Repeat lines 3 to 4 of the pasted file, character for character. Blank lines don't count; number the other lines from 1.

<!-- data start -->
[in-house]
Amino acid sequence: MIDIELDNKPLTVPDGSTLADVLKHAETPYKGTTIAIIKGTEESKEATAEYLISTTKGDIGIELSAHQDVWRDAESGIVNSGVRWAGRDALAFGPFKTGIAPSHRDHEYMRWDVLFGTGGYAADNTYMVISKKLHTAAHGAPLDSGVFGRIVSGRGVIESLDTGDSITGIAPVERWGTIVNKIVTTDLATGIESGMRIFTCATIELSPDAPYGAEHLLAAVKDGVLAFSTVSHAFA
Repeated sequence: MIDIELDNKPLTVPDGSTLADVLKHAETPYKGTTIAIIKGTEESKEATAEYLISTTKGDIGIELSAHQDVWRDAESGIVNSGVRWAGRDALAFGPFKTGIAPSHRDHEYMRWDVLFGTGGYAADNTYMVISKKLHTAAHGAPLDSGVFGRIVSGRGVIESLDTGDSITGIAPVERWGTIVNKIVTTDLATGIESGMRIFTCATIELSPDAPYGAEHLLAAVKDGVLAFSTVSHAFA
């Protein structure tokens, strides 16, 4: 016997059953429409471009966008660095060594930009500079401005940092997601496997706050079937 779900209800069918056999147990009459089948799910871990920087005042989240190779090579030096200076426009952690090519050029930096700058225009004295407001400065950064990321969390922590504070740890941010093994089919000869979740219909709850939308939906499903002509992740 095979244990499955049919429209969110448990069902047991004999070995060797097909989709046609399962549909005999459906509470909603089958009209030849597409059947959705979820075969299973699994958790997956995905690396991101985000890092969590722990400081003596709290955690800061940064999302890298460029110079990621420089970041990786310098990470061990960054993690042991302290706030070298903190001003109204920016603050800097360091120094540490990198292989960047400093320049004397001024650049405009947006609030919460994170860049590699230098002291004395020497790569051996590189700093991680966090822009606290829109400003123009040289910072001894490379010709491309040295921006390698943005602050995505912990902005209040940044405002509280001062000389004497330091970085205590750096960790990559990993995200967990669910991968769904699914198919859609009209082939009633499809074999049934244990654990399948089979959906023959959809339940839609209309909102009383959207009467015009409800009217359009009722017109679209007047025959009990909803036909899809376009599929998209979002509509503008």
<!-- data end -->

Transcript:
Repeated sequence: MIDIELDNKPLTVPDGSTLADVLKHAETPYKGTTIAIIKGTEESKEATAEYLISTTKGDIGIELSAHQDVWRDAESGIVNSGVRWAGRDALAFGPFKTGIAPSHRDHEYMRWDVLFGTGGYAADNTYMVISKKLHTAAHGAPLDSGVFGRIVSGRGVIESLDTGDSITGIAPVERWGTIVNKIVTTDLATGIESGMRIFTCATIELSPDAPYGAEHLLAAVKDGVLAFSTVSHAFA
């Protein structure tokens, strides 16, 4: 016997059953429409471009966008660095060594930009500079401005940092997601496997706050079937 779900209800069918056999147990009459089948799910871990920087005042989240190779090579030096200076426009952690090519050029930096700058225009004295407001400065950064990321969390922590504070740890941010093994089919000869979740219909709850939308939906499903002509992740 095979244990499955049919429209969110448990069902047991004999070995060797097909989709046609399962549909005999459906509470909603089958009209030849597409059947959705979820075969299973699994958790997956995905690396991101985000890092969590722990400081003596709290955690800061940064999302890298460029110079990621420089970041990786310098990470061990960054993690042991302290706030070298903190001003109204920016603050800097360091120094540490990198292989960047400093320049004397001024650049405009947006609030919460994170860049590699230098002291004395020497790569051996590189700093991680966090822009606290829109400003123009040289910072001894490379010709491309040295921006390698943005602050995505912990902005209040940044405002509280001062000389004497330091970085205590750096960790990559990993995200967990669910991968769904699914198919859609009209082939009633499809074999049934244990654990399948089979959906023959959809339940839609209309909102009383959207009467015009409800009217359009009722017109679209007047025959009990909803036909899809376009599929998209979002509509503008």